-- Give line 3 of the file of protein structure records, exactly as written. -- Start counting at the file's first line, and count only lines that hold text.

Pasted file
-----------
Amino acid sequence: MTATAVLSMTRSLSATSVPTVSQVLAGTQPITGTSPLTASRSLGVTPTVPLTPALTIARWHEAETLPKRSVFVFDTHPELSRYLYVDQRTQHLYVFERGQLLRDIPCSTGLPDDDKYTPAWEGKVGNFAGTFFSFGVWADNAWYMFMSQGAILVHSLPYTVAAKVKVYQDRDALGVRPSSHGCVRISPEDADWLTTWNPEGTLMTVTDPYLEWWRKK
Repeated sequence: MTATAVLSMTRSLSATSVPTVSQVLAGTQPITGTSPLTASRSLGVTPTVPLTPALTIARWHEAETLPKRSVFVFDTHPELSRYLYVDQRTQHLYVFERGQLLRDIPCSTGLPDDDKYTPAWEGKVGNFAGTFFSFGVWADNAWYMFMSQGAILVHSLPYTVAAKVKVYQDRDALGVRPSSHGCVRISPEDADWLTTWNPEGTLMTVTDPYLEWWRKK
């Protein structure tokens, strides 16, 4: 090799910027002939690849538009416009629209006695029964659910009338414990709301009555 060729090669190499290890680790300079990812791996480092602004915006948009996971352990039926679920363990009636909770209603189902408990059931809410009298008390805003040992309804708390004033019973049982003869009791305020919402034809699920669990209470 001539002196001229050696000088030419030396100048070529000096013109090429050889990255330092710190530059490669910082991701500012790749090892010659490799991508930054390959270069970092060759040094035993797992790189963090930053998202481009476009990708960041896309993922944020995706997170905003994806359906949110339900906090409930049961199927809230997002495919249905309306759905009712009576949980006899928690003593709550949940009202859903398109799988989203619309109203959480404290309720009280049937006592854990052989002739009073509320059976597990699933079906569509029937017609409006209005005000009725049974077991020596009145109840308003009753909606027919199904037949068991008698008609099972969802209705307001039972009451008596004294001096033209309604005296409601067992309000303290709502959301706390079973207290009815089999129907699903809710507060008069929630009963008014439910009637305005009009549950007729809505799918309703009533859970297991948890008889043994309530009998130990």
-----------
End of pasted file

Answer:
């Protein structure tokens, strides 16, 4: 090799910027002939690849538009416009629209006695029964659910009338414990709301009555 060729090669190499290890680790300079990812791996480092602004915006948009996971352990039926679920363990009636909770209603189902408990059931809410009298008390805003040992309804708390004033019973049982003869009791305020919402034809699920669990209470 001539002196001229050696000088030419030396100048070529000096013109090429050889990255330092710190530059490669910082991701500012790749090892010659490799991508930054390959270069970092060759040094035993797992790189963090930053998202481009476009990708960041896309993922944020995706997170905003994806359906949110339900906090409930049961199927809230997002495919249905309306759905009712009576949980006899928690003593709550949940009202859903398109799988989203619309109203959480404290309720009280049937006592854990052989002739009073509320059976597990699933079906569509029937017609409006209005005000009725049974077991020596009145109840308003009753909606027919199904037949068991008698008609099972969802209705307001039972009451008596004294001096033209309604005296409601067992309000303290709502959301706390079973207290009815089999129907699903809710507060008069929630009963008014439910009637305005009009549950007729809505799918309703009533859970297991948890008889043994309530009998130990």